They crank up the pressure, set unrealistic targets, and unleash hell on anyone who doesn’t live up to their expectations. For good measure some even buy a turtleneck and move to California.
Then they try and outsource the ‘creative genius’ part.
They expect the agency or the consultant they’re working with to be the brilliant side of Steve Jobs for them.
They want Steve Jobs on tap.
Steve Jobs ‘as a service’.
…but that doesn’t exist.
No agency strategist or consultant is going to walk in, draw a simple chart on the whiteboard, and build the foundation for a multi-billion dollar business.
Of course, agencies and consultants are complicit in this fiction. That’s why, as the founder of an agency, this is so hard to write.
But transparency is in the DNA of our business at Ladder, and this needs to be said: I’ll take one honest client relationship over three clients expecting magic — expecting to outsource the Jobs-style creative genius to us.
Most agencies are happy to keep playing along and take the money. I have to admit that it’s tempting to let the client believe a white lie in order to keep ramping up top-level numbers, but in the long term it’s unsustainable.
Think about the incentives.
As an agency or consultant, you get paid no matter what happens. And who knows? Maybe you really are a budding Steve Jobs waiting in the wings.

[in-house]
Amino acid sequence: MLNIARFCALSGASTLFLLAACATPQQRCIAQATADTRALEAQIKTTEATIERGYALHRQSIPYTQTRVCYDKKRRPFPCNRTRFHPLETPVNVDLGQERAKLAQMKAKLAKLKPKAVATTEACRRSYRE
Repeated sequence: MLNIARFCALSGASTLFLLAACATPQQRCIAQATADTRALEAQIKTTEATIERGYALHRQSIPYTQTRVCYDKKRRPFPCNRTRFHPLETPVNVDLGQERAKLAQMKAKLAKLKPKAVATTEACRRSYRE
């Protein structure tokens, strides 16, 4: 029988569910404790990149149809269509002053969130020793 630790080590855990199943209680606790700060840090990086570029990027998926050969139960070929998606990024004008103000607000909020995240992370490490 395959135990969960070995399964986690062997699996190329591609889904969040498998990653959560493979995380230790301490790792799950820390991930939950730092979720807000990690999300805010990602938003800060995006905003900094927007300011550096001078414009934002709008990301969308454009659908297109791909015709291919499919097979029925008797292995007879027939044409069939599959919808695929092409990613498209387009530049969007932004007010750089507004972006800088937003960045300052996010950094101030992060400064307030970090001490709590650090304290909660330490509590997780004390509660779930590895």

There is no budding Steve Jobs waiting in the wings. The future Steve Jobs doesn’t work at an agency. It just wouldn’t work out.
How long would a guy like that last at an agency, or better yet, a client relationship?
He didn’t even last that long at Apple, a company that he founded. He was forced out of Apple due to leadership conflicts with the board, ran NeXT into the ground, was hated at Pixar, and was only invited back to Apple as a Hail Mary pass.
The truth is that Steve Jobs was constantly derided and unpopular… until he wasn’t.
Eventually his genius shone through, and it was only then that people started to forgive his eccentricities and the myth was born.
But at an agency, he wouldn’t have had the time he needed to shine. Even if he owned the agency, he’d not survive more than a couple of big clients leaving when he told them no.
“People think focus means saying yes to the thing you’ve got to focus on. But that’s not what it means at all. It means saying no to the hundred other good ideas that there are. You have to pick carefully. I’m actually as proud of the things we haven’t done as the things I have done. Innovation is saying no to 1,000 things.”
I’m not saying that people who work at agencies aren’t talented. Remember, I’m the founder of an agency. I’m proud of the rockstar team we have at Ladder, and I’ve worked with plenty of smart people at other agencies.